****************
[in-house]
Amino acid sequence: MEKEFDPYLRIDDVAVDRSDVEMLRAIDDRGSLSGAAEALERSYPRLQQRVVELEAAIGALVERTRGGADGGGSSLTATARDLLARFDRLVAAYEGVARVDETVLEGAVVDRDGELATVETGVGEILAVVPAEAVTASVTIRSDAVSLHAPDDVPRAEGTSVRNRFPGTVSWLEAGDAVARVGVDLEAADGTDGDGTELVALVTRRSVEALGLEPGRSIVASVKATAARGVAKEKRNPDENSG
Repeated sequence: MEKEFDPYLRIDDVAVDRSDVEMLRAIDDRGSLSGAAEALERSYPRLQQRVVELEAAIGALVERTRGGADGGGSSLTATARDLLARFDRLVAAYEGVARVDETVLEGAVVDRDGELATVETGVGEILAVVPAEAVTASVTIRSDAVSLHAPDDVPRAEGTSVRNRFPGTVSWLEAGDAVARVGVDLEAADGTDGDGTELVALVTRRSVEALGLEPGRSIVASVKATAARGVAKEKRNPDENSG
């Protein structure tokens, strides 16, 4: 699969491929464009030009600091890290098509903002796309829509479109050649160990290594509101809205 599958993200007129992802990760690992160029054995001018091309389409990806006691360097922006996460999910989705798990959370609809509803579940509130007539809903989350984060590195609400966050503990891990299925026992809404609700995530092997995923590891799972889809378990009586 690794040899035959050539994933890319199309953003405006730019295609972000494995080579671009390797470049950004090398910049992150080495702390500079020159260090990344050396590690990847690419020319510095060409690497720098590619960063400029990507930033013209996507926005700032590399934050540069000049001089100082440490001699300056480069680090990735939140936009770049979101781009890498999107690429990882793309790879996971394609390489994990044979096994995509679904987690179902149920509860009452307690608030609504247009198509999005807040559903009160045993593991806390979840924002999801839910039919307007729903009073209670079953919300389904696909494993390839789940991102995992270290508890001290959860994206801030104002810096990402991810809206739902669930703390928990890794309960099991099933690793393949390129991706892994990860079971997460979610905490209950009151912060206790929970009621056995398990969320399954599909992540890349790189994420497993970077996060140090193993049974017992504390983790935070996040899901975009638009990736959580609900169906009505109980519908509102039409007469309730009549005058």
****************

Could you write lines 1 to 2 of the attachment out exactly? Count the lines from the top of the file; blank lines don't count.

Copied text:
[in-house]
Amino acid sequence: MEKEFDPYLRIDDVAVDRSDVEMLRAIDDRGSLSGAAEALERSYPRLQQRVVELEAAIGALVERTRGGADGGGSSLTATARDLLARFDRLVAAYEGVARVDETVLEGAVVDRDGELATVETGVGEILAVVPAEAVTASVTIRSDAVSLHAPDDVPRAEGTSVRNRFPGTVSWLEAGDAVARVGVDLEAADGTDGDGTELVALVTRRSVEALGLEPGRSIVASVKATAARGVAKEKRNPDENSG